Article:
New Discovery For the Garden…Rubber Garden Hoses

This is a re-post from last September. I’m re-posting it because before we know it, it will be time to get out in the garden. Sometimes we have to replace garden hoses because of winter damage. Before you rush out to buy yet another vinyl garden hose…

Rubber garden hoses in the garden path

I just discovered something last spring that I wish I’d known before.

I realize that everybody but me may already be aware of this, but for the ones like me, who weren’t, I want to talk about rubber garden hoses. Not vinyl, rubber.  A world of difference in the two.

In our front and side yard we have a sprinkler system that pretty much takes care of everything. Well, we have one in the back yard too but it doesn’t work well with the way the yard is planted, so I water by hand with a hose and nozzle. I was so tired of fighting those stiff garden hoses, which were always getting tangled.

We use one of those attachments on the faucet that lets you attach 4 hoses at a time and then each hose goes to a different area of the yard.This Spring when one of our hoses split and needed replacing, I went to Lowe’s and was looking at all the hoses. The one that split had a lifetime guarantee so I just got my money back. As I was looking at the hoses trying to decide whether to get the same kind again or not,  I spotted a small display of rubber hoses, one black and one a clay red. Since it cost about the same as the one I was replacing and this one also had a guarantee, I decided to try one.

All I can say is “Where have you been all my life?” Watering is such a pleasure…well, it always was, because I enjoy just studying the plants and flowers, but to use a hose that doesn’t fight you is wonderful. The rubber hose is so flexible and limp and easy to manage. I’ve used it all Spring and Summer with no problems. If I have a problem I’ll let you know, but so far I really love it and wish I could afford to replace all of my garden hoses right now. Gradually I will though.

So when you have to replace one of your garden hoses you might give a rubber hose a try.

Google +
by Eliza Osborn

Bamboo of Las Vegas

bamboo in the landscape, buying bamboo online, compost, composting, fertilizer, fertilizers, fertilizing, garden plants, gardener, gardening, gardens, gardner, growing bamboo, growing organic herbs, growing organic vegetables, growing plants, horticulture, how to fertilize, how to garden, how to grow bamboo, how to grow organic herbs, how to grow organic vegetables, how to landscape, how to landscape with bamboo, how to make a garden, how to prevent bamboo from spreading, how to use bamboo in the garden, kinds of fertilizer, landscape gardens, landscaping, mulch, mulches, mulching, organic, organic garden, organic gardener, organic gardening, organic herbs, organic soil, organic vegetables, plants online, seeds, unusual garden plants, when to fertilize, when to plant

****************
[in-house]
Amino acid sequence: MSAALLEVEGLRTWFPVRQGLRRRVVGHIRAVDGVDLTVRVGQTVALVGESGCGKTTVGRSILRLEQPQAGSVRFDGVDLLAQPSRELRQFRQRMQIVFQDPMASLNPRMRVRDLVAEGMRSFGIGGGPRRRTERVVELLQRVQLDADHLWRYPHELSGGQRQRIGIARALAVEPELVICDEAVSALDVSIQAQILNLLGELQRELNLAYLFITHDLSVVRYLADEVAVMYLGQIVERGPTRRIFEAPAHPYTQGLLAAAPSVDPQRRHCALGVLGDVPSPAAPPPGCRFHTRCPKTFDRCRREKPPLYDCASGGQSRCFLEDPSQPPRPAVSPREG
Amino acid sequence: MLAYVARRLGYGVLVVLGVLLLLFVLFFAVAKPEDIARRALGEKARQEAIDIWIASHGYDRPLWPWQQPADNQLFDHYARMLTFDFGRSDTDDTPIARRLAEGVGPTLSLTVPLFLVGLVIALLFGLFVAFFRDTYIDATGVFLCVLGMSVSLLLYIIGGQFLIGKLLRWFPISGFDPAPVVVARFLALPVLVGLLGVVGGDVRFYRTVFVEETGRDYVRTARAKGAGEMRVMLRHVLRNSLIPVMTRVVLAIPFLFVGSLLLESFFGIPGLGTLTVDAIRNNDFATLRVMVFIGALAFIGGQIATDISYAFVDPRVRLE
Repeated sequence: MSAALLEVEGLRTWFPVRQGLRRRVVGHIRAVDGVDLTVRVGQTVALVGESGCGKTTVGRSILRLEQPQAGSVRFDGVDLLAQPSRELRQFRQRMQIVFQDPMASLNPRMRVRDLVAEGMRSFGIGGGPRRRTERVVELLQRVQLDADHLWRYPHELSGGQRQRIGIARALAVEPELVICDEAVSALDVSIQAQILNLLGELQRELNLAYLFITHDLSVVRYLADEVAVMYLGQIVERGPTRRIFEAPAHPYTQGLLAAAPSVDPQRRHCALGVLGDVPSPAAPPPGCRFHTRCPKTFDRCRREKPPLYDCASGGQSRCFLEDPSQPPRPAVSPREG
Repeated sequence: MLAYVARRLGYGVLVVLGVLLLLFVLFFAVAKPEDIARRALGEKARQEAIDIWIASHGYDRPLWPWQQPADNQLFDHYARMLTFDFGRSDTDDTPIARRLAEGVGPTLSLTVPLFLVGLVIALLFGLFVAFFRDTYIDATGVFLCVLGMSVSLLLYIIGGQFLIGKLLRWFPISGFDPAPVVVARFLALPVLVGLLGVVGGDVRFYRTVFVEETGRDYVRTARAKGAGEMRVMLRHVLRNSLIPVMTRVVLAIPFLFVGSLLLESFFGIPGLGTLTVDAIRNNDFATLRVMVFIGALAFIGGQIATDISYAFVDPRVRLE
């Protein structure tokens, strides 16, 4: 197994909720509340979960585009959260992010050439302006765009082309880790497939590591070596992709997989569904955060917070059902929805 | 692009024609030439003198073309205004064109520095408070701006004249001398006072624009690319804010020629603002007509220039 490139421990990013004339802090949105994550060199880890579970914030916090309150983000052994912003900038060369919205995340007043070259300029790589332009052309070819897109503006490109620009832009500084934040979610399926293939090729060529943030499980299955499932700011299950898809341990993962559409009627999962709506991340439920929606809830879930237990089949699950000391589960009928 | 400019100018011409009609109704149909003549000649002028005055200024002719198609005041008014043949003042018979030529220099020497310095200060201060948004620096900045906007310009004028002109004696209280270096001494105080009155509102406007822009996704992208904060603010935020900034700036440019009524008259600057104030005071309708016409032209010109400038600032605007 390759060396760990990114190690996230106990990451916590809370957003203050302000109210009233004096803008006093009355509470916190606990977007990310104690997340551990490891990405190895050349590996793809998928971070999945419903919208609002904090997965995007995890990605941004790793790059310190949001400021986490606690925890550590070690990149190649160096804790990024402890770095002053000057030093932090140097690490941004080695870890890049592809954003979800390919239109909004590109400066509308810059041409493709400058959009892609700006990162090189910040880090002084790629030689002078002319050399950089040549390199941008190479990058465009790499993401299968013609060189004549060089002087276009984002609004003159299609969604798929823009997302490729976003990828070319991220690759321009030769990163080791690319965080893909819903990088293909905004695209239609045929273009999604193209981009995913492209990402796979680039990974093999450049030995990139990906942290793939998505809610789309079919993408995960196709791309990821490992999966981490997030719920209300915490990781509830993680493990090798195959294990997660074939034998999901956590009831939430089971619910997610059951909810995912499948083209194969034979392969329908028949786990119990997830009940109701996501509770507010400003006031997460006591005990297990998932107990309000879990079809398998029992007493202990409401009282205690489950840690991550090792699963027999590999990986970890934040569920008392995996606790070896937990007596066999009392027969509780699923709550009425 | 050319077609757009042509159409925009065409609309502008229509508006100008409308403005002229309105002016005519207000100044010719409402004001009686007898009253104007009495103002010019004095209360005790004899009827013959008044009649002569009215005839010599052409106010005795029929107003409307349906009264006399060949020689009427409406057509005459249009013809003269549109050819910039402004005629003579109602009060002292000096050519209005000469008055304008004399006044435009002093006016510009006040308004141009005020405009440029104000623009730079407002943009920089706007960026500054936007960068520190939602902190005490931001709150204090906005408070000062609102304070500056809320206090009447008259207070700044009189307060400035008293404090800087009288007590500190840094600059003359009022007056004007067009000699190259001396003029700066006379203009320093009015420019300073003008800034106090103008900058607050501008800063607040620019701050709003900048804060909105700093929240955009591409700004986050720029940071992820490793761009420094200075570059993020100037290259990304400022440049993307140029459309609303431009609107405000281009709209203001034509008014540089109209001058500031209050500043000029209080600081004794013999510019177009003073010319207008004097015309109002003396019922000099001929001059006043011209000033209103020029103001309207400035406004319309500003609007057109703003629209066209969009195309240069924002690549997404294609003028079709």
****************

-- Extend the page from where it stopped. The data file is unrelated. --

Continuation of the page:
Beautiful Bamboo and Bromeliads in Las Vegas

 

After seeing the gorgeous bamboo growing at the Bellagio in Las Vegas, I’m getting so excited for spring to get here to see if the bamboo we planted in our garden is going to survive our winters (we live in zone 6) and come up like it’s supposed to.

We planted 4 large clumps (3 different kind) and they are the hardiest of the non-clumping bamboo, so we have our fingers crossed that one day the bamboo growing in our yard will look as magnificent as what we’re seeing here in Las Vegas.They look like they could be the same species as the ones we’ve planted. (See post http://wp.me/p1OXDF-pC)

I talked before about the 4 large clumps we brought back (in our SUV) all the way from Alabama. The nursery we bought from  is found online at: http://www.thebamboogardens.com/  I don’t think we’ll give up though, if it happens to not come up. We did get it planted a little late in the season and we would try again, maybe planting it earlier to give the roots more time to become established before the winter cold set in.

You see, we love bamboo, and we’re determined to have some in our garden. I’m sure these photos explain the allure.